Let’s Talk about Iceland

Iceland and Down Syndrome: what the numbers really say

This post is part of a new series examining the intersection of disability rights and abortion rights.

It’s vital that people with disabilities are treated with respect and given the support they need to live with dignity and participate in society. It’s very concerning to see anti-choice spokespeople using the lives of people with disabilities as political footballs, and to see anti-choice myths about conditions such as Down Syndrome making their way into everyday conversation.

We acknowledge the genuine fears that people with disabilities have about stigmatisation of disability and erosion of rights. We hope that this new series of blog posts will go some way to addressing those fears. With that in mind, we thought we’d take a moment to address and debunk a particular myth that has been popping up in conversations for some time now.

You may have heard commentators saying that there are supposedly no births of babies with Down Syndrome in Iceland, and that this is supposedly because of disability-selective abortion. While mostly confined to anti-choice pseudoscience circles, sometimes these unsupported claims make their way into mainstream sources – examples include a BBC documentary from 2015, and more recently, a speaker at the Joint Oireachtas Committee on the Eighth Amendment.

One of our volunteers, John, a mathematician, decided to get to the bottom of it. Figures about births of babies with Down Syndrome in Iceland (and other countries) are easily available online from the World Health Organisation. Here’s what John had to say after examining the figures:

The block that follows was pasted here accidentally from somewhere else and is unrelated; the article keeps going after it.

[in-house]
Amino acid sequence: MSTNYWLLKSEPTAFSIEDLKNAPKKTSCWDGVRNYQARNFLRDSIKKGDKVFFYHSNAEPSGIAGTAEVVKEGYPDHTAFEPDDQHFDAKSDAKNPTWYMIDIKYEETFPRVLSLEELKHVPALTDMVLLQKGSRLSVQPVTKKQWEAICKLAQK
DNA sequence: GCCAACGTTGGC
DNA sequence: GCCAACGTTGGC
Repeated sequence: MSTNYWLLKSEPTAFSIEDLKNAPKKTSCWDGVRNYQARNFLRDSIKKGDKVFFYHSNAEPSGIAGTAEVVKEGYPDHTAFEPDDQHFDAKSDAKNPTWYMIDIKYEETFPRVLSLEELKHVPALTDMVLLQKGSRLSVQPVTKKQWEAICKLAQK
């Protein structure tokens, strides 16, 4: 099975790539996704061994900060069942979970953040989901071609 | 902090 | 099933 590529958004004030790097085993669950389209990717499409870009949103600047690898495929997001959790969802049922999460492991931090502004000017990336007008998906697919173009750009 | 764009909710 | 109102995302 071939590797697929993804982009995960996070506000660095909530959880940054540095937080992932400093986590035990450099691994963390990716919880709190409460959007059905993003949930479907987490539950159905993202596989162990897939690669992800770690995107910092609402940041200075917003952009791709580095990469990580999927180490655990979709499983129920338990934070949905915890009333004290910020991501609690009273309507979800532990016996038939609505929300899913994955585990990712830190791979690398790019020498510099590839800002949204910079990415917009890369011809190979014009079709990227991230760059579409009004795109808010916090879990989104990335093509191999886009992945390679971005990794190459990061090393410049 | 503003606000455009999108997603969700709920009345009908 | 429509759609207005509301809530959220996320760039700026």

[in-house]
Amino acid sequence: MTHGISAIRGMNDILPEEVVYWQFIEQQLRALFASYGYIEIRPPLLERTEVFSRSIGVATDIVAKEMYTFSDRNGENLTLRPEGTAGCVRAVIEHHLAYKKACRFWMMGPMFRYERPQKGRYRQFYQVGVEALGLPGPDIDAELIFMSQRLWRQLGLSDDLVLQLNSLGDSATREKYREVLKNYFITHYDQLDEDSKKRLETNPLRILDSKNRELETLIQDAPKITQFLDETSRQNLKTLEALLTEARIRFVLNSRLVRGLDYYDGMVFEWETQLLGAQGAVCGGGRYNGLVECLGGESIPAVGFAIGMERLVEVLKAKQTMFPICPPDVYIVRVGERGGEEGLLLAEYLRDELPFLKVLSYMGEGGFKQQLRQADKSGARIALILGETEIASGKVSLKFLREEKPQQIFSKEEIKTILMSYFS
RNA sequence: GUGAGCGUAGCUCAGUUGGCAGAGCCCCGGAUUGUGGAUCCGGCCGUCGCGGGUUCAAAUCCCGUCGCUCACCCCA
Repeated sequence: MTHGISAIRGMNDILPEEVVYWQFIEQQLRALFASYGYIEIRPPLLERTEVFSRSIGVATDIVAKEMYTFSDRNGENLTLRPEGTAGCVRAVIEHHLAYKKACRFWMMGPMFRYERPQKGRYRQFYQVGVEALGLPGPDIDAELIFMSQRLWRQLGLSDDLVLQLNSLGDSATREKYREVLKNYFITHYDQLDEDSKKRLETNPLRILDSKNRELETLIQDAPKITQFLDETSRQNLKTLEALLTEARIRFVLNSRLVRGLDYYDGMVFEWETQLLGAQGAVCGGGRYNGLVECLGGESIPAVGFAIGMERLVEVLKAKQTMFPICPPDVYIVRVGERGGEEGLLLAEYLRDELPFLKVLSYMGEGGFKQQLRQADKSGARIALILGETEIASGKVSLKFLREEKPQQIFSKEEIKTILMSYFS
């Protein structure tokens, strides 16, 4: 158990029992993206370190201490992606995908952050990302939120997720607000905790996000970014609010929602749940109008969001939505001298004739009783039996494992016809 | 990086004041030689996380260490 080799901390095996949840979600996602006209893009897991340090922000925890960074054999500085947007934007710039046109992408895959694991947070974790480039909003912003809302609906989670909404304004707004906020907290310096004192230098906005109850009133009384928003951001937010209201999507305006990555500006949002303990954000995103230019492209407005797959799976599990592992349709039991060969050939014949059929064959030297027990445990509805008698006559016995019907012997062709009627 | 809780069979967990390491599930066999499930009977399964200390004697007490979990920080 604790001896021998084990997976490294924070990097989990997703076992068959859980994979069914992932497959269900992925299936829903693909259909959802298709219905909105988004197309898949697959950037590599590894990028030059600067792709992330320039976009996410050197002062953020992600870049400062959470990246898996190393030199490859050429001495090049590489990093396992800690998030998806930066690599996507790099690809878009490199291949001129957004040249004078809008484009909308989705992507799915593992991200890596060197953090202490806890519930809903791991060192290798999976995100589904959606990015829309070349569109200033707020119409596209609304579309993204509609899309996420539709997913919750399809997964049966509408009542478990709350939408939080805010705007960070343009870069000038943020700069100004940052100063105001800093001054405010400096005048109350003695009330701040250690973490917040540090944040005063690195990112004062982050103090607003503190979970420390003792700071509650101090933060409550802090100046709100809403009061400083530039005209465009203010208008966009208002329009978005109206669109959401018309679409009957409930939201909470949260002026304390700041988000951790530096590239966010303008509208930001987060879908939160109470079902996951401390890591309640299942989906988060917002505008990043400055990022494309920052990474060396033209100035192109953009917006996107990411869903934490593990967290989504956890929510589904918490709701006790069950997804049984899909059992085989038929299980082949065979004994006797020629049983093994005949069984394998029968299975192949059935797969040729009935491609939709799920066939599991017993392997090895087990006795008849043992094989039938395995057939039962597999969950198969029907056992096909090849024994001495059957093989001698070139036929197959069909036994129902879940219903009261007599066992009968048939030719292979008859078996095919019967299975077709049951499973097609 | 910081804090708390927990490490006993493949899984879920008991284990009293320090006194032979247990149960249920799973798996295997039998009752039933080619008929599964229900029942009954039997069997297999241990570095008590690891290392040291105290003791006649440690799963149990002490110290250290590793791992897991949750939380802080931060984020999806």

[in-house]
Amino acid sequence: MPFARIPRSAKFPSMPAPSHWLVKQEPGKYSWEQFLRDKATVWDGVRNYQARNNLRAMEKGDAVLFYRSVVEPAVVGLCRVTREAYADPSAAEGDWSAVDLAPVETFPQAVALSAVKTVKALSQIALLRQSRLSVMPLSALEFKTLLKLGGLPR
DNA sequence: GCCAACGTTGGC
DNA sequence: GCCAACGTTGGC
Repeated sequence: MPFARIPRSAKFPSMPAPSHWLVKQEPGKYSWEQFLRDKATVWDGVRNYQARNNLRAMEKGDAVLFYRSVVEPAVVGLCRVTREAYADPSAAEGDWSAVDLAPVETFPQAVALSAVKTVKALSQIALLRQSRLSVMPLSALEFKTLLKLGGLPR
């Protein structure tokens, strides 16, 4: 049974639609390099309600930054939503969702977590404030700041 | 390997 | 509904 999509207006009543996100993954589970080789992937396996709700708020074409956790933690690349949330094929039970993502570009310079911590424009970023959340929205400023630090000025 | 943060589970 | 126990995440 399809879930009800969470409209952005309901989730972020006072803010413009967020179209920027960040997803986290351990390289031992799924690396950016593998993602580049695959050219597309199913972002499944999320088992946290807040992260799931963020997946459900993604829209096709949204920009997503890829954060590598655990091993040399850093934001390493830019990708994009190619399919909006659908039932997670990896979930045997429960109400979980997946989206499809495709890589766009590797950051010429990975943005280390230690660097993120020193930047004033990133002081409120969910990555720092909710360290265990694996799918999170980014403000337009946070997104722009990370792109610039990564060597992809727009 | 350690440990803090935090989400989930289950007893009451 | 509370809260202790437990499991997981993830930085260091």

The first thing you’ll notice is that the numbers of births [of babies with Down Syndrome in Iceland] are not zero, except in 1989 and 2009. The second thing you’ll notice is that the numbers vary a lot from year to year. There’s a good reason for that. The WHO reports cases per 100,000 live births. Iceland is a small country, even smaller than Ireland. Its current population is just 334,252 people. [For comparison, the population of Cork is 208,669!]


The total number of births each year in Iceland is almost always in the range 4000-5000. So a single baby with Down Syndrome contributes 20-25 to the rate, as reported by the WHO. The rate of 22 in 2012, for example, represents one child (1) [Please see the footnote for more information about how these rates are calculated].


The rates of zero in 1989 and 2009 aren’t so surprising then. With only a few births in a typical year there will none in some years.”